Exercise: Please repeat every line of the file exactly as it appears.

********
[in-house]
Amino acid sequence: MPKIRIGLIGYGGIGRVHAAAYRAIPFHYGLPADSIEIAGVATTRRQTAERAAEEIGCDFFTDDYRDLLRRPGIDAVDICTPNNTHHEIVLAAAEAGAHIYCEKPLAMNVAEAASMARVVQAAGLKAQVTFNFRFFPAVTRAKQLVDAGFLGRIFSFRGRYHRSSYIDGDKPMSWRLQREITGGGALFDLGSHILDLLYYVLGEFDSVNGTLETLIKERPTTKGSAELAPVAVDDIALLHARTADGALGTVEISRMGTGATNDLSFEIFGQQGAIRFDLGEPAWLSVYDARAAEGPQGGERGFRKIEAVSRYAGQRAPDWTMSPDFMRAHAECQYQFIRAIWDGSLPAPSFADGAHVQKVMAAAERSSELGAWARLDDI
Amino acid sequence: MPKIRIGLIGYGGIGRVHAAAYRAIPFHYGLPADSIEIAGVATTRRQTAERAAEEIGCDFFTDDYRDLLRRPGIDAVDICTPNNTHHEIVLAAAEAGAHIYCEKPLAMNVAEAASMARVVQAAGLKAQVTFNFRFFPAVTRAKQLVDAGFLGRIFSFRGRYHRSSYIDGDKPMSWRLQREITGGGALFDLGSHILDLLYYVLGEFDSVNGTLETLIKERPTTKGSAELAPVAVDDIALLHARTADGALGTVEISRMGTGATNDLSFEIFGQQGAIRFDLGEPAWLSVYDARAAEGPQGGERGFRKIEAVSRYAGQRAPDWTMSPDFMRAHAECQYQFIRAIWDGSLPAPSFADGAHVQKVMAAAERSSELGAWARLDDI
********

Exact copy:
[in-house]
Amino acid sequence: MPKIRIGLIGYGGIGRVHAAAYRAIPFHYGLPADSIEIAGVATTRRQTAERAAEEIGCDFFTDDYRDLLRRPGIDAVDICTPNNTHHEIVLAAAEAGAHIYCEKPLAMNVAEAASMARVVQAAGLKAQVTFNFRFFPAVTRAKQLVDAGFLGRIFSFRGRYHRSSYIDGDKPMSWRLQREITGGGALFDLGSHILDLLYYVLGEFDSVNGTLETLIKERPTTKGSAELAPVAVDDIALLHARTADGALGTVEISRMGTGATNDLSFEIFGQQGAIRFDLGEPAWLSVYDARAAEGPQGGERGFRKIEAVSRYAGQRAPDWTMSPDFMRAHAECQYQFIRAIWDGSLPAPSFADGAHVQKVMAAAERSSELGAWARLDDI
Amino acid sequence: MPKIRIGLIGYGGIGRVHAAAYRAIPFHYGLPADSIEIAGVATTRRQTAERAAEEIGCDFFTDDYRDLLRRPGIDAVDICTPNNTHHEIVLAAAEAGAHIYCEKPLAMNVAEAASMARVVQAAGLKAQVTFNFRFFPAVTRAKQLVDAGFLGRIFSFRGRYHRSSYIDGDKPMSWRLQREITGGGALFDLGSHILDLLYYVLGEFDSVNGTLETLIKERPTTKGSAELAPVAVDDIALLHARTADGALGTVEISRMGTGATNDLSFEIFGQQGAIRFDLGEPAWLSVYDARAAEGPQGGERGFRKIEAVSRYAGQRAPDWTMSPDFMRAHAECQYQFIRAIWDGSLPAPSFADGAHVQKVMAAAERSSELGAWARLDDI